How we buy coffee is unique and vitally important to considerations of sustainability.
We make detailed contracts with each of our partners before their harvest even begins, setting specific goals for quality and sustainability. This planning process gives both our partners and us added predictability, the ability to plan financially, and the freedom to experiment.
We build partnerships
Direct communication and transparency help us to build long-term partnerships in the supply chain. Those partnerships allow us to work with coffee farmers and farmer groups on projects to improve quality, encourage sustainable agricultural practices, and address social issues.
We create shared value
We strive to create initiatives that benefit both us and our supply chain partners. We've learned that relationship-building and good communication are the keys to identifying these initiatives.
In-person visits are a great way to build strong partnerships with farmers, co-ops, washing stations, mills, and exporters. We visit almost all of the places we buy coffee from every two years and keep in constant contact via phone and email.
We value quality
We know that people come to us first and foremost for the taste of our coffees. Each year, we set goals with every producer partner to continuously improve the quality of the coffees we purchase.
We evaluate environmental conditions
Many of the coffees we purchase are certified organic, which is a good indicator of environmental sustainability—especially as it relates to soil health. We’re working to develop an even more holistic set of sustainability indicators and are currently field-testing a beta version of this evaluation during our farm visits this year.
The cost of investments in quality and sustainability should not be borne by farmers alone. We recognize improvements in these areas by paying higher prices for coffees and working with transparent supply chain partners to ensure that those payments are distributed equitably.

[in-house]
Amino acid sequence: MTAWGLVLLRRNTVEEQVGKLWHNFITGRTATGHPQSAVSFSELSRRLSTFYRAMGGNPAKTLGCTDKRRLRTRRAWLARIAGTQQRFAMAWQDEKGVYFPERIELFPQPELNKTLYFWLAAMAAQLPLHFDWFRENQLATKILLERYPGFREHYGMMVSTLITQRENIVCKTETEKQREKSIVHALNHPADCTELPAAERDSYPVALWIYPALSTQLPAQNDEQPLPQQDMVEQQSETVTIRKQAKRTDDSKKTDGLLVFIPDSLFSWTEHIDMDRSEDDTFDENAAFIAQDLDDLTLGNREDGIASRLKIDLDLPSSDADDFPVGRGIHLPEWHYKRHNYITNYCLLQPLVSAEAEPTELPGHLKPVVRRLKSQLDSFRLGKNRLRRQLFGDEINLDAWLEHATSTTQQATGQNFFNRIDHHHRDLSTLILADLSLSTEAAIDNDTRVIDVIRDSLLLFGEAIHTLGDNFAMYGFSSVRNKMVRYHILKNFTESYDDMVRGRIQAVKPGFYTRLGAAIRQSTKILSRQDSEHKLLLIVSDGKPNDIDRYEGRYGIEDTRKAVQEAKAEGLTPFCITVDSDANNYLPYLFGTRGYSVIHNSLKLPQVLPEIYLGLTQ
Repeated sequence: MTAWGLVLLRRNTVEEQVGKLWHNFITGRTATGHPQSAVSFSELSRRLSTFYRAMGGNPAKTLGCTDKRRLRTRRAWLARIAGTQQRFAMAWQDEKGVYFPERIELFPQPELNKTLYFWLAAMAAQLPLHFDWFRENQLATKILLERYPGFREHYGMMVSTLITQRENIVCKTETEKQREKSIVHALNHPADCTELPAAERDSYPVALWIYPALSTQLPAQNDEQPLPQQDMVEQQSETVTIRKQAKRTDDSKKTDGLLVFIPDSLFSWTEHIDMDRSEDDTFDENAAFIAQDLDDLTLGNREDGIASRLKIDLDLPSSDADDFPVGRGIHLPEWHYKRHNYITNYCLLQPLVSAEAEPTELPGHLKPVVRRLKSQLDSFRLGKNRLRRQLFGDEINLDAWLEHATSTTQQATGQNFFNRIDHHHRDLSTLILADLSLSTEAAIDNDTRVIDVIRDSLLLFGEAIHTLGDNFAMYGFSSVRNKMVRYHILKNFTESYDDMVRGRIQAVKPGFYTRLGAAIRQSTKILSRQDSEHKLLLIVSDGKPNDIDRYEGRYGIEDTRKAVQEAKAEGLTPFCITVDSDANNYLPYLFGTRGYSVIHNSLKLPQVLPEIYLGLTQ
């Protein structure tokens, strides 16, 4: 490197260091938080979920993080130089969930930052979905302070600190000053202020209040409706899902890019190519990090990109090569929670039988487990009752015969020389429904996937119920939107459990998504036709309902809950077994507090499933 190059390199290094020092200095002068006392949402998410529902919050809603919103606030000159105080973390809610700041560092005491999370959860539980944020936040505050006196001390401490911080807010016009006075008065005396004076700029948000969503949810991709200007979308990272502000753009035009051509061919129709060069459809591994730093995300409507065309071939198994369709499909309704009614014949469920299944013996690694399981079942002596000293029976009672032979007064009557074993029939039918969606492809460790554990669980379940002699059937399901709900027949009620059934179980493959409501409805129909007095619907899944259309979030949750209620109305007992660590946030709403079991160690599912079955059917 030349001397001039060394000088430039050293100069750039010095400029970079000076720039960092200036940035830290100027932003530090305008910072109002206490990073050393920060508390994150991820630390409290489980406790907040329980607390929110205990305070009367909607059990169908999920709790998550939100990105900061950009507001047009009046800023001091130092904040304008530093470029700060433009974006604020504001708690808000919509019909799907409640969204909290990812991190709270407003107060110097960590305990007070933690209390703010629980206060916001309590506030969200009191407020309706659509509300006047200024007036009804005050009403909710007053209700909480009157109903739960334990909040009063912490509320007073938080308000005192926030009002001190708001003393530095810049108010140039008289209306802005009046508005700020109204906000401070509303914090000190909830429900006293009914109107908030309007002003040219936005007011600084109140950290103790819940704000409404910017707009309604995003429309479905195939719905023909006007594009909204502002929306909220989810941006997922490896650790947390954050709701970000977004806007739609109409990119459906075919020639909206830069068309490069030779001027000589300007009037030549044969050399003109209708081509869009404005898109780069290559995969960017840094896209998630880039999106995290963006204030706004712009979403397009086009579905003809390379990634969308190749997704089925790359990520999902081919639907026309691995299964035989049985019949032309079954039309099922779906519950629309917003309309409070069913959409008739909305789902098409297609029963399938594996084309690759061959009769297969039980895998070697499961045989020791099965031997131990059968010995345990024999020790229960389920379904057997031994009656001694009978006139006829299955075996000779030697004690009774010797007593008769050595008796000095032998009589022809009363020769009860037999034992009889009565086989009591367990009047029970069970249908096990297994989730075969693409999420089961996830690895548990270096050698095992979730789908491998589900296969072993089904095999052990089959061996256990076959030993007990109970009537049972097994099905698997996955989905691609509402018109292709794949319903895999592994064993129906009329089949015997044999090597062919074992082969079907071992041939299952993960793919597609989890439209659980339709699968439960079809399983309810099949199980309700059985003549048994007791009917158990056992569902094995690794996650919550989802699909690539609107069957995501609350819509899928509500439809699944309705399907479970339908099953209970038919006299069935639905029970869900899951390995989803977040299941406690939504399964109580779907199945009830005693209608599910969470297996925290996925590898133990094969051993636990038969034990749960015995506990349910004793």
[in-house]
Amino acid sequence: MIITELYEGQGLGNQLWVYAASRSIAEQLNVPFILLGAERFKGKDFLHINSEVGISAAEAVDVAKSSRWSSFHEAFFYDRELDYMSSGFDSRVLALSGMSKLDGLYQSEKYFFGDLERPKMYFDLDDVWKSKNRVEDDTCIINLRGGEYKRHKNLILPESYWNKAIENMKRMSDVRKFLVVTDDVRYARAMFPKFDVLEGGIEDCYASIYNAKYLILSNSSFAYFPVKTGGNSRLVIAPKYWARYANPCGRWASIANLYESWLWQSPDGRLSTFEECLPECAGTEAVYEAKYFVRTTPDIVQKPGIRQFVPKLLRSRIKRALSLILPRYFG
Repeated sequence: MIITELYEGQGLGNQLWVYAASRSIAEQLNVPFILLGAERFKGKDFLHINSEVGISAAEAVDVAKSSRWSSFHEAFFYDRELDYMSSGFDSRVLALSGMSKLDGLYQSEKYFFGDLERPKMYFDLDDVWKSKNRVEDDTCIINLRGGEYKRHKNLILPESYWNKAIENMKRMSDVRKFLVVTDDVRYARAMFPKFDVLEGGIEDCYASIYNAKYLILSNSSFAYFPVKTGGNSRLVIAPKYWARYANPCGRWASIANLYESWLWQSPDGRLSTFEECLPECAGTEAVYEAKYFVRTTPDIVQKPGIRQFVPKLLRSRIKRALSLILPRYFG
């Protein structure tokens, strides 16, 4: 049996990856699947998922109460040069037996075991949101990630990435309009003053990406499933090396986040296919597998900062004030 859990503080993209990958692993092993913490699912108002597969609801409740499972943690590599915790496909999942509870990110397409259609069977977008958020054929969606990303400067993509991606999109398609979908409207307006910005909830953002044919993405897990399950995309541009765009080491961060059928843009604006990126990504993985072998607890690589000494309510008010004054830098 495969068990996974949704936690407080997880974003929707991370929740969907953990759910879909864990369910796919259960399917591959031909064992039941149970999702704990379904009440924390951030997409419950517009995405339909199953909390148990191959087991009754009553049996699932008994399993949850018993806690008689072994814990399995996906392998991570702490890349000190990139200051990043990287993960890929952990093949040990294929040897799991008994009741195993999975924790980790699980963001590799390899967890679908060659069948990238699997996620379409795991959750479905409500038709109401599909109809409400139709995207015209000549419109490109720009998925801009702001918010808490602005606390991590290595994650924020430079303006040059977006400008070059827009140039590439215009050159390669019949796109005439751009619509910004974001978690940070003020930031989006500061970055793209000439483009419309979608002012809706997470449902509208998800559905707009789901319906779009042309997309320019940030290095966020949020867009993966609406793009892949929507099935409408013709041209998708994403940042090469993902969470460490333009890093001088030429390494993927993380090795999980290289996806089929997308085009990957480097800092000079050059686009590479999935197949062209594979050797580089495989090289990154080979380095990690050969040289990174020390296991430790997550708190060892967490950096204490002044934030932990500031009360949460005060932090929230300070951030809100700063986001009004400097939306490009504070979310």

We seek continuous improvement
We value continuous improvement and we partner with growers who don’t just work to meet minimum specifications, but push themselves, and us, to always be getting better.
We share information
Sharing information is one of the core elements of transparency. We share information to show evidence of continuous improvement, to hold ourselves accountable for buying increasingly sustainable coffee, and as a way for consumers to make more informed decisions.
Our definition of sustainable coffee starts at the farm and ends with drinking brewed coffee. We believe that for coffee to be sustainable, all of the practices along the supply chain should be taken into account. That is why we strive for measurable environmental, social, and fiscal sustainability in everything we do.
Coffee has the potential to thrive in healthy, biodiverse environments while also supporting the livelihoods of the farmers who grow it and the communities where they live. Our programs at origin work to push that potential.
Our commitment to sustainability also includes our work here at home—in our roasteries and training centers, with our retail partners, and with like-minded organizations with whom we work to serve common causes.
In every region where we open a training center, we support community-based organizations that focus on sustainable agriculture and food security—two issues we encounter frequently at origin that we also see reflected in our local communities.
Friends in Sustainability
Sustainability is a global issue and we can’t tackle it alone. Working collaboratively, both within and outside of our supply chains, allows us to share best practices and learn from our peers to scale our impact.